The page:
More than one million COVID-19 deaths have been reported in the United States, marking an unprecedented milestone just two years after the first cases were found that eventually reshaped everyday lives.
U.S. President Joe Biden has also noted this, stating that one million empty seats around the family dinner. He added that each loss is irreplaceable and because of the pandemic, every person’s family, community, and country were forever changed.
Even as the danger posed by the pandemic fades from many people’s thoughts, the 1 million mark serves as a poignant reminder of the COVID-19 pandemic’s overwhelming loss. It equates to one fatality for every 327 Americans or larger than the population of San Francisco or Seattle combined.
The Coronavirus outbreak had claimed 36 fatalities in the United States by the time the World Health Organization (WHO) declared it a global pandemic on March 11, 2020. The fatal virus spread like wildfire in the months that followed, finding fertile ground in heavily populated urban areas like New York City and ultimately hitting every corner of the country.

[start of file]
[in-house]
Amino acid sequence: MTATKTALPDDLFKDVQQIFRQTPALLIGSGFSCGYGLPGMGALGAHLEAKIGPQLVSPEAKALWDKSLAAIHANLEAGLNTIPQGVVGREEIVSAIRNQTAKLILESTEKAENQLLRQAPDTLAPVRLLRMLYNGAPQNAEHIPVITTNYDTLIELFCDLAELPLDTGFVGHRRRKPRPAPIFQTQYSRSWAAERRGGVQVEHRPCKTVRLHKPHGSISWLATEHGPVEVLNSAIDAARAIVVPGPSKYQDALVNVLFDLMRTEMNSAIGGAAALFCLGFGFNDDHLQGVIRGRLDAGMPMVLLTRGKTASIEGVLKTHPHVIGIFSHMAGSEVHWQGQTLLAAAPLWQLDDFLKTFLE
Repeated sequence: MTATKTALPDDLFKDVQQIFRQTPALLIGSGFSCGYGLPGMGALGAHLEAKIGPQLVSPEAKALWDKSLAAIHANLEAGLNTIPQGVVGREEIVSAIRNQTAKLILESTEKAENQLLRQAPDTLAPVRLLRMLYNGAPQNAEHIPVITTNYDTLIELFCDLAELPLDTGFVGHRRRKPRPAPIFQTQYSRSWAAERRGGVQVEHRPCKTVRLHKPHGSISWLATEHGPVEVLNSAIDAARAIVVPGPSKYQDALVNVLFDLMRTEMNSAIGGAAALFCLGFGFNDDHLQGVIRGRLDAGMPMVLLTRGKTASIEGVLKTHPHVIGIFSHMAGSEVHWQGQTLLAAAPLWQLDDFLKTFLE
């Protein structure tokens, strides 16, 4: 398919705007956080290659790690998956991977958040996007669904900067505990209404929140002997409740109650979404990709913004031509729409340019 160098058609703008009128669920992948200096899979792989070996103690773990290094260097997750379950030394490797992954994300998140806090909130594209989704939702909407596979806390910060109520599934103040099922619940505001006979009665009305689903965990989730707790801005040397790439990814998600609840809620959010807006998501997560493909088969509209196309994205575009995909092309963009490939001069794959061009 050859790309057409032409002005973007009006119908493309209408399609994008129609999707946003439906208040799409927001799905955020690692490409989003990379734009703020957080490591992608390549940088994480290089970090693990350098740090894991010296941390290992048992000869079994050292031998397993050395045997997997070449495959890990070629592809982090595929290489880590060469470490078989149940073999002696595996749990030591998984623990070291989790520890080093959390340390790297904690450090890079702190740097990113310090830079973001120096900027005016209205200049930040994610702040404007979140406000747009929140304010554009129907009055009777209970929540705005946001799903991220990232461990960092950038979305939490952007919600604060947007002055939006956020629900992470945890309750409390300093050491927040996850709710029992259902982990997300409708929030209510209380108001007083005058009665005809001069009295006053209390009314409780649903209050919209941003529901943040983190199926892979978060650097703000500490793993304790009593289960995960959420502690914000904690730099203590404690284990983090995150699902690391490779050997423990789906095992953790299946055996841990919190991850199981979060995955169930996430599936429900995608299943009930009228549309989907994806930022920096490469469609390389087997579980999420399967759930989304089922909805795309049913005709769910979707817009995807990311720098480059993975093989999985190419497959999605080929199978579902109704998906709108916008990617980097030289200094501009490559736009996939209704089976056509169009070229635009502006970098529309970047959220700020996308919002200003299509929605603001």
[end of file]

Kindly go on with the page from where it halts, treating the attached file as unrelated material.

By June 2020, the death toll in the United States had surpassed the overall number of American military casualties in World War One, and by January 2021, it crossed the total number of 4,05,000 American military casualties in World War Two.
The pandemic largely encroached on the elderly and those with weakened immune systems, but it did not condemn healthy children, with mortality numbers reaching almost 1,000 of them. During the outbreak, researchers estimate that 213,000 children in the United States lost approximately one parent or primary caretaker, causing untold emotional trauma.
Following the Omicron wave past winter, the COVID-19 threat subsided, and many Americans returned to work in recent weeks. Restaurants and pubs are bustling once more, and the public’s focus has moved to inflation and economic worries in the ensuing years.